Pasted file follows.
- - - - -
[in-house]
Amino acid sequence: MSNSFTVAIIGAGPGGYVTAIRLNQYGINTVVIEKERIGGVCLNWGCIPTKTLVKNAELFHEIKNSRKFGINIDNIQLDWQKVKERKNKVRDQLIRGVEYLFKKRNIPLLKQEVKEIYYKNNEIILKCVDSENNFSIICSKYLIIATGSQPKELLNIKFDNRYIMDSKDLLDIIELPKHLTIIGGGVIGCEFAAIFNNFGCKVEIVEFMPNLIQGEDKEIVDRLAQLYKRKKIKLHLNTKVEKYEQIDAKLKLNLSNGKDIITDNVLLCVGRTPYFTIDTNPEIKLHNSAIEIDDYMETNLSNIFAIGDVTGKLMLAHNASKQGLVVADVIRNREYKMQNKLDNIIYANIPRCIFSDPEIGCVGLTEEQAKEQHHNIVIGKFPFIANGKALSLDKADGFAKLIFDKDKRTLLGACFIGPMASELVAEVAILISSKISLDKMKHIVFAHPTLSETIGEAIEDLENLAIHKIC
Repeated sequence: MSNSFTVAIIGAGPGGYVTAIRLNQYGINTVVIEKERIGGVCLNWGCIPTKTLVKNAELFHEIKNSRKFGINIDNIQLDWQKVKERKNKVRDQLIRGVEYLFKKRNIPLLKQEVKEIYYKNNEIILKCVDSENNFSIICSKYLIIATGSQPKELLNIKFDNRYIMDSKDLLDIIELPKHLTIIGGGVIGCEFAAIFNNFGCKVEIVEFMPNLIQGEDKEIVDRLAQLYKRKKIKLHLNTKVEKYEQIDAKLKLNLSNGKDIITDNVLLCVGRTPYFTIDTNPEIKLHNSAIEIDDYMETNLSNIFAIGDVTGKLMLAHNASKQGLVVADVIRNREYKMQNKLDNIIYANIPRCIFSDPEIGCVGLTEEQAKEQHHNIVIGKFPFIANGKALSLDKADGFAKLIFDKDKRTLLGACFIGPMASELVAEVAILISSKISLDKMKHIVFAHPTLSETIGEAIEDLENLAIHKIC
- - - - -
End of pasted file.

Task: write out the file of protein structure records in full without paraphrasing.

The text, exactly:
[in-house]
Amino acid sequence: MSNSFTVAIIGAGPGGYVTAIRLNQYGINTVVIEKERIGGVCLNWGCIPTKTLVKNAELFHEIKNSRKFGINIDNIQLDWQKVKERKNKVRDQLIRGVEYLFKKRNIPLLKQEVKEIYYKNNEIILKCVDSENNFSIICSKYLIIATGSQPKELLNIKFDNRYIMDSKDLLDIIELPKHLTIIGGGVIGCEFAAIFNNFGCKVEIVEFMPNLIQGEDKEIVDRLAQLYKRKKIKLHLNTKVEKYEQIDAKLKLNLSNGKDIITDNVLLCVGRTPYFTIDTNPEIKLHNSAIEIDDYMETNLSNIFAIGDVTGKLMLAHNASKQGLVVADVIRNREYKMQNKLDNIIYANIPRCIFSDPEIGCVGLTEEQAKEQHHNIVIGKFPFIANGKALSLDKADGFAKLIFDKDKRTLLGACFIGPMASELVAEVAILISSKISLDKMKHIVFAHPTLSETIGEAIEDLENLAIHKIC
Repeated sequence: MSNSFTVAIIGAGPGGYVTAIRLNQYGINTVVIEKERIGGVCLNWGCIPTKTLVKNAELFHEIKNSRKFGINIDNIQLDWQKVKERKNKVRDQLIRGVEYLFKKRNIPLLKQEVKEIYYKNNEIILKCVDSENNFSIICSKYLIIATGSQPKELLNIKFDNRYIMDSKDLLDIIELPKHLTIIGGGVIGCEFAAIFNNFGCKVEIVEFMPNLIQGEDKEIVDRLAQLYKRKKIKLHLNTKVEKYEQIDAKLKLNLSNGKDIITDNVLLCVGRTPYFTIDTNPEIKLHNSAIEIDDYMETNLSNIFAIGDVTGKLMLAHNASKQGLVVADVIRNREYKMQNKLDNIIYANIPRCIFSDPEIGCVGLTEEQAKEQHHNIVIGKFPFIANGKALSLDKADGFAKLIFDKDKRTLLGACFIGPMASELVAEVAILISSKISLDKMKHIVFAHPTLSETIGEAIEDLENLAIHKIC